If that rings true for you as well, you may like what executive coach and entrepreneur Stever Robbins, author of Get-it-Done Guy’s 9 Steps to Work Less and Do More has to say about goal setting. Stever suggests that instead of setting life goals, consider setting a life direction.

 

You can figure out what would create a fun, meaningful, compelling journey by asking yourself:

  • How do I want to spend my time?
  • What daily activities make me want to leap out of bed?
  • What do I want to learn?
  • Who do I want to hang out with? Talk with? Collaborate with?

 

Once you answer these questions, you can then set your goal. It can really be any goal—just choose one that will start you on the path to the journey you desire. The goal simply acts as a compass to point you in the right direction towards living your journey.

 

4. Pair Up Your Habits

Let’s face it, we all have good intentions. But all the intentions in the world don’t always get us to the gym, prevent us from watching less reality TV, or help us put our electronic devices—and ourselves—to bed earlier. Habits can be hard to form, and yet they’re important to establish if we want to achieve the goals we set for ourselves.

 

In her latest book, Better than Before, happiness and habit expert Gretchen Rubin provides a whole host of tips on how to create better habits to help us get what we want out of life. One of those tips is the strategy of pairing, which is the process of coupling two activities together—one that you want to do, and one that you don’t want to do.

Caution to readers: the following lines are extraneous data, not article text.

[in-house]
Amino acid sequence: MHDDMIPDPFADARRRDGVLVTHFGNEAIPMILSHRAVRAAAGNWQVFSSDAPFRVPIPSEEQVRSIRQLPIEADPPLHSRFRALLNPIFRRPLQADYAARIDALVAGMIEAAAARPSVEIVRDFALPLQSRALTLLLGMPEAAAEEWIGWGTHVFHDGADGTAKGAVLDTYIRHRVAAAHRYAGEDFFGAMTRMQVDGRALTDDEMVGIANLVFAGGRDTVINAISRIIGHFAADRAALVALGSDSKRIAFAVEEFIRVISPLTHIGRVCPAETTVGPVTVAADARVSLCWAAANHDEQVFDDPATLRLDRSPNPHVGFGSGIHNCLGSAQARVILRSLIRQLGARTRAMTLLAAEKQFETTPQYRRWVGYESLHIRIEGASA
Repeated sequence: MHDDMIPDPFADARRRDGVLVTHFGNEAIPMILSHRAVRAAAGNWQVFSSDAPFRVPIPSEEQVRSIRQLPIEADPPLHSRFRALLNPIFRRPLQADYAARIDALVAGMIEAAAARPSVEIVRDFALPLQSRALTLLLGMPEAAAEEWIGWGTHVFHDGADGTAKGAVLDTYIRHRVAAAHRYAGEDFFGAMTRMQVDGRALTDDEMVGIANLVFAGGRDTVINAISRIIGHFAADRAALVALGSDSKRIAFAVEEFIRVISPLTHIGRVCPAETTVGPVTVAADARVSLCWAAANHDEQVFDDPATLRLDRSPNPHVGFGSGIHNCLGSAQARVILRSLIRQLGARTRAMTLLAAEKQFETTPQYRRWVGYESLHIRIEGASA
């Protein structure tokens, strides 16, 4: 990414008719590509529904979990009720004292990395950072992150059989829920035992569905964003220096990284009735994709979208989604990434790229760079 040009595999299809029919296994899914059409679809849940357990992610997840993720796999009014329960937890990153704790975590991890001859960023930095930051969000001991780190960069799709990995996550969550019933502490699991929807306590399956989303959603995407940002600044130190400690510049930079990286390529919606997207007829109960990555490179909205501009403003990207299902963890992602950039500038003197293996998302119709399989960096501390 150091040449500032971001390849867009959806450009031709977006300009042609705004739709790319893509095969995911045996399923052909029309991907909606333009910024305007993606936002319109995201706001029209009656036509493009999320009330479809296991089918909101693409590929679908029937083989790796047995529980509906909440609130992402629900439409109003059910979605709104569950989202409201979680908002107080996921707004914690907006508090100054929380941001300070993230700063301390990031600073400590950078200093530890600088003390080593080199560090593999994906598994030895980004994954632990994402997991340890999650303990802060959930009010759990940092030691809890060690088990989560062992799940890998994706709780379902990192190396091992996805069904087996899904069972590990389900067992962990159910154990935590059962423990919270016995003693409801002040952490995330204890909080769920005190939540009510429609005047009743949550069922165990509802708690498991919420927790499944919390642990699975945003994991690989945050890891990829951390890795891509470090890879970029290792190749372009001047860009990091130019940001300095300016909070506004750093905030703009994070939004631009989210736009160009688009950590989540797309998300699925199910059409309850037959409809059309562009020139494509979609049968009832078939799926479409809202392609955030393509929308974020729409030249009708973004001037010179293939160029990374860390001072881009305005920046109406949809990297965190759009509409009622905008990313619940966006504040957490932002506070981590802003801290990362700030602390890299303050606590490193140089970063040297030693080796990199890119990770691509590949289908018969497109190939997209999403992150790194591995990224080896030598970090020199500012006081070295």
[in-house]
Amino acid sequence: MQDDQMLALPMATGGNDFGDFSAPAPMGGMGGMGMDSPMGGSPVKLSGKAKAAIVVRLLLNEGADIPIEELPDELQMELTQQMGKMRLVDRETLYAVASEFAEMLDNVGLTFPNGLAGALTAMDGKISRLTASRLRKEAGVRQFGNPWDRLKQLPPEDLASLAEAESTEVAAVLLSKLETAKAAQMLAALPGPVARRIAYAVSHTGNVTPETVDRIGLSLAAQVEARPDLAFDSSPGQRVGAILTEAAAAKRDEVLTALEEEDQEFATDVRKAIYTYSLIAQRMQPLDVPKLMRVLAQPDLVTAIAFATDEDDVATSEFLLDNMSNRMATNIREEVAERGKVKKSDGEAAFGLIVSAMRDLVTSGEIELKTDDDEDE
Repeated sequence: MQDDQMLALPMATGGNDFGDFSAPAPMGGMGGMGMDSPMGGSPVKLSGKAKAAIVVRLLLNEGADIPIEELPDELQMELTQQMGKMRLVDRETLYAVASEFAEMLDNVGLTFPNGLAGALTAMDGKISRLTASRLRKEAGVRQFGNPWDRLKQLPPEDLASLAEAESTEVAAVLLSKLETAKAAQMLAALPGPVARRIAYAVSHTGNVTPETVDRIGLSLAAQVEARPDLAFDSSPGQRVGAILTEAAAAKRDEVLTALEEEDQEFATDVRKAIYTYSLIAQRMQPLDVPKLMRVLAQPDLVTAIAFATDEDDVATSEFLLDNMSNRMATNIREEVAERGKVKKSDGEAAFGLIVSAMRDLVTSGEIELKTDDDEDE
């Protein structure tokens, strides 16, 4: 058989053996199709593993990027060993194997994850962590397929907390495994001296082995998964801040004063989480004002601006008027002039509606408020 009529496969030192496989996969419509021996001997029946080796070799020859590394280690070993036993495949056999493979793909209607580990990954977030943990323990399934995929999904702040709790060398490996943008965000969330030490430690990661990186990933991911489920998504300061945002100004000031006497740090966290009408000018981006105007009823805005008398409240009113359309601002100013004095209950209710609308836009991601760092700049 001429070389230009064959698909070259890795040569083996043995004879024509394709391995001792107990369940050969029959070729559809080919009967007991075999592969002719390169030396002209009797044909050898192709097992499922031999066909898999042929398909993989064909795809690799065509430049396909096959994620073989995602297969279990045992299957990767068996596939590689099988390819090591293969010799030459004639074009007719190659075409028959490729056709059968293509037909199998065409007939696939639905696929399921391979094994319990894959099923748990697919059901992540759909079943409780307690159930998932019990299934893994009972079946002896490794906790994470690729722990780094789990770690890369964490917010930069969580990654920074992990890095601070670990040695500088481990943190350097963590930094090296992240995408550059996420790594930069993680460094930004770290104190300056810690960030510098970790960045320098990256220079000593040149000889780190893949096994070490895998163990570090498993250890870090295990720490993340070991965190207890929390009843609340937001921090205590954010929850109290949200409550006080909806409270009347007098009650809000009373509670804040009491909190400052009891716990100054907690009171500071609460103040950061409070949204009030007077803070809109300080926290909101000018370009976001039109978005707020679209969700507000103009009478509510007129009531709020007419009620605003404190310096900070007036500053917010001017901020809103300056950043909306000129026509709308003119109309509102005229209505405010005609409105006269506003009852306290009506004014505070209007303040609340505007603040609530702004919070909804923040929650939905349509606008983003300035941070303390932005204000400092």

For example, want to get yourself on your home exercise bike that’s doing nothing but collecting dust? Pair watching TV with exercising so you can only watch certain shows while you’re riding your exercise bike. Make a pact to only read for pleasure while flying. Do quick sprints of chores during commercials. Catch up with friends while walking. Don’t let yourself take a shower until you exercise. Want your daily coffee? You can have it, once you take your vitamins.

 

Get the picture?

 

You can use the strategy of pairing to reinforce habits large and small. Get creative and think about how you can use the strategy of pairing to help you stay on top of your own goals.

 

5. Focus on the Essential

During our conversation with Rocky Walls, co-founder of 12 Stars Media, he raved about a book he was reading called Essentialism: The Disciplined Pursuit of Less.

 

“The author talks about how we are faced with so many more decisions today than we’ve ever been faced with in the past,” Rocky said. “And that creates decision fatigue. The more decisions we have to make, the lower the integrity of each of the decisions—it’s proportional.”

 

The book’s author, Greg McKeown, says that applying a more selective criteria for what is essential allows us to regain control of our own choices—and frees us up to channel our time, energy, and effort toward the goals and activities that really matter.

 

For Rocky, the principles in the book have helped guide him in making sure the projects his company takes on are essential. And by default, it’s eliminated a lot of the non-essential things.

 

If Rocky’s passion for Essentialism has made your ears perk up, we have an essential piece of advice: go out and buy the book—we did.

There’s no one-size-fits-all model for setting and sticking with goals. The key is to find an approach that resonates for you and give it a go.

 

Want to add to the conversation? Leave a comment and let us know what helps you set—and keep—goals.